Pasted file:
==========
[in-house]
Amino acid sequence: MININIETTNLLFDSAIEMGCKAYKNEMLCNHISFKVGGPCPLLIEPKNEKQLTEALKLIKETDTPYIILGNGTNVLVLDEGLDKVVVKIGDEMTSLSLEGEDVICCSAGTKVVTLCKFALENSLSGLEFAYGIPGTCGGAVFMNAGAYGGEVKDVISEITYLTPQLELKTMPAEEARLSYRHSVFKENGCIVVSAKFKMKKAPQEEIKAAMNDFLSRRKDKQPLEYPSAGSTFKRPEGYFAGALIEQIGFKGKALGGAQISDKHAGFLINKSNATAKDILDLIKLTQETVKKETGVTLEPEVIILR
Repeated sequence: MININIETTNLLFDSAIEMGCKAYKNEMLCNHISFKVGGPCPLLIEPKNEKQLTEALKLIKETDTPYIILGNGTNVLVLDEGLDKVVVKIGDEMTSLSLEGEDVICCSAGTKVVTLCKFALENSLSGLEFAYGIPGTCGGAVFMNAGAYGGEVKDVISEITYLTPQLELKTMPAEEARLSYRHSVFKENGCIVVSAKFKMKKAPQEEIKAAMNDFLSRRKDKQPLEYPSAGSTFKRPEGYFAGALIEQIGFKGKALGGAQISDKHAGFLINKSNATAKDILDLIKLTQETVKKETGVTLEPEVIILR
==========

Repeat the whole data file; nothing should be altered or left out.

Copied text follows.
[in-house]
Amino acid sequence: MININIETTNLLFDSAIEMGCKAYKNEMLCNHISFKVGGPCPLLIEPKNEKQLTEALKLIKETDTPYIILGNGTNVLVLDEGLDKVVVKIGDEMTSLSLEGEDVICCSAGTKVVTLCKFALENSLSGLEFAYGIPGTCGGAVFMNAGAYGGEVKDVISEITYLTPQLELKTMPAEEARLSYRHSVFKENGCIVVSAKFKMKKAPQEEIKAAMNDFLSRRKDKQPLEYPSAGSTFKRPEGYFAGALIEQIGFKGKALGGAQISDKHAGFLINKSNATAKDILDLIKLTQETVKKETGVTLEPEVIILR
Repeated sequence: MININIETTNLLFDSAIEMGCKAYKNEMLCNHISFKVGGPCPLLIEPKNEKQLTEALKLIKETDTPYIILGNGTNVLVLDEGLDKVVVKIGDEMTSLSLEGEDVICCSAGTKVVTLCKFALENSLSGLEFAYGIPGTCGGAVFMNAGAYGGEVKDVISEITYLTPQLELKTMPAEEARLSYRHSVFKENGCIVVSAKFKMKKAPQEEIKAAMNDFLSRRKDKQPLEYPSAGSTFKRPEGYFAGALIEQIGFKGKALGGAQISDKHAGFLINKSNATAKDILDLIKLTQETVKKETGVTLEPEVIILR